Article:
Editorial Director: Giusella Finocchiaro
Web Content Manager: Giulia Giapponesi

posted by Laura Greco on maggio 15, 2017

Privacy

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The Italian Court of Cassation has recently been called on to deal with the issue of whether payment descriptions for bank transfers qualify as sensitive data, in cases in which they specify indemnity payments for illness or disability using the wording “allowance ex L. 210/1992”, (the law which grants allowances to parties who have suffered irreversible complications due to mandatory vaccination and blood transfusions, or in cases of decease, to their families).

The Supreme Court judges have expressed conflicting decisions in several such cases. In all the examined cases, the matter concerned the relations between the Region, which issues the allowance and authorizes the bank transfer, and the ill or disabled party’s bank, which is the recipient of the allowance on behalf of its current account holder.

In the case of the first decision dating from 2014 (judgement n. 10947 of 19th May 2014), the Court considered the payment description, which quoted the above-mentioned legislative references, as sensitive data and thus determined that both the Region and the bank had unlawfully processed personal data since they had not adopted security measures for the transmission and dissemination of said data, such as encryption techniques and non-identifiable codes, as provided for by Art. 22, 6° par. of the Personal Data Protection Code.

In the second decision (judgement n. 10280 of 20th May 2015), which is clearer and better developed than the previous one, the Supreme Court judges overturned their first approach and followed a quite different decision-making process. Firstly, they rejected the concept that payment descriptions for allowances filled out in such a way constituted sensitive data, as the law quoted provided that the recipients of these allowances could either be the parties directly affected or otherwise their families. Since the payment of the allowance did not depend on the illness of the party who actually received it, the judges concluded that the information was not sufficient to reveal the recipient’s state of health and, therefore, did not constitute sensitive data.

Secondly, according to the Supreme Court, it was not a question of the Region rendering the data transferred to the bank public, as this would have implied – in conformity with Art. 4, lett. m) of the Code – disclosure of the data to unspecified parties, whereas in this case the disclosure was only made to the bank of the current account holder who was the beneficiary of the allowance.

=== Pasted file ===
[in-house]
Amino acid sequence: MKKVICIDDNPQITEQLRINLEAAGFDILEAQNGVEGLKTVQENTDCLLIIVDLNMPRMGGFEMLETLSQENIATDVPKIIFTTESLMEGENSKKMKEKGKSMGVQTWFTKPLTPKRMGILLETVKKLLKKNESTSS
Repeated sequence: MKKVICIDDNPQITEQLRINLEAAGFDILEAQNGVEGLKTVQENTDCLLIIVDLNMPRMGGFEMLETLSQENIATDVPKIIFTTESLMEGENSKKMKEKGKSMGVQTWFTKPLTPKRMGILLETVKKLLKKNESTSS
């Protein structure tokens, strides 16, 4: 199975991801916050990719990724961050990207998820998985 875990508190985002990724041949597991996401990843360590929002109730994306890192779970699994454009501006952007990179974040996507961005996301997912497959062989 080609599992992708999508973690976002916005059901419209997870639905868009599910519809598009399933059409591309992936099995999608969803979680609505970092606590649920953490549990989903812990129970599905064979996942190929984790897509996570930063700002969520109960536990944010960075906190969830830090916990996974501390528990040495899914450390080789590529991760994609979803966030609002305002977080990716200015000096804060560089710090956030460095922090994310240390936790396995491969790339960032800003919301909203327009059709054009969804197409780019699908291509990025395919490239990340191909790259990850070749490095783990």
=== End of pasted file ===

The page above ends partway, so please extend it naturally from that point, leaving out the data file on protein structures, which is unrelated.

Furthermore, the judges considered that references to Art. 22, 6° par. of the Code were groundless, since, as correctly quoted, the adoption of encryption techniques is only required in specific cases where the data originate from directories or registries and the aim is to manage and consult them. Neither could the bank be considered to have the responsibility for adopting these measures for three different reasons: firstly, the provision is only applicable to public bodies; secondly, private entities are only obliged to adopt encryption measures in relation to sensitive data which would reveal a state of health and were processed with electronic systems, both of which conditions are missing in the present case; finally, communicating to a client of the bank’s his/her personal data does not constitute processing of personal data.

Finally, in the opinion of the Court, the role of the bank was that of the current account holder’s representative and it received the payment from the Region on his/her behalf: thus, the payment was to be considered as being directly effected by the debtor (the Region) to the creditor (the recipient of the allowance). Therefore, the Supreme Court considered both the Region’s and the bank’s conduct to be within the law and acknowledged there had been no illegal processing of personal data.

This question has recently once again been deliberated by the 1st Civil Division of the Court of Cassation, which has issued two interlocutory orders (no. 3455 and no. 3456 registered on 9th February 2017) delegating the “Sezioni Unite” (the Joint Divisions), the task of devising a solution to this conflict of case law. On this occasion the Supreme Court has abstained from expressing its own opinion one way or the other with regard to the different interpretations of case law regarding this issue, and has simply commented on the nature of payment descriptions as “sensitive data”. The Court has pointed out that, even if payment can be made both to the family and the ill or disabled party, only the latter would receive payment in instalments (whereas family would receive a lump sum). This particular method of payment would clearly identify the recipient of the payment as the victim of illness or disability and for this reason the indication of a payment in instalments would constitute sensitive data.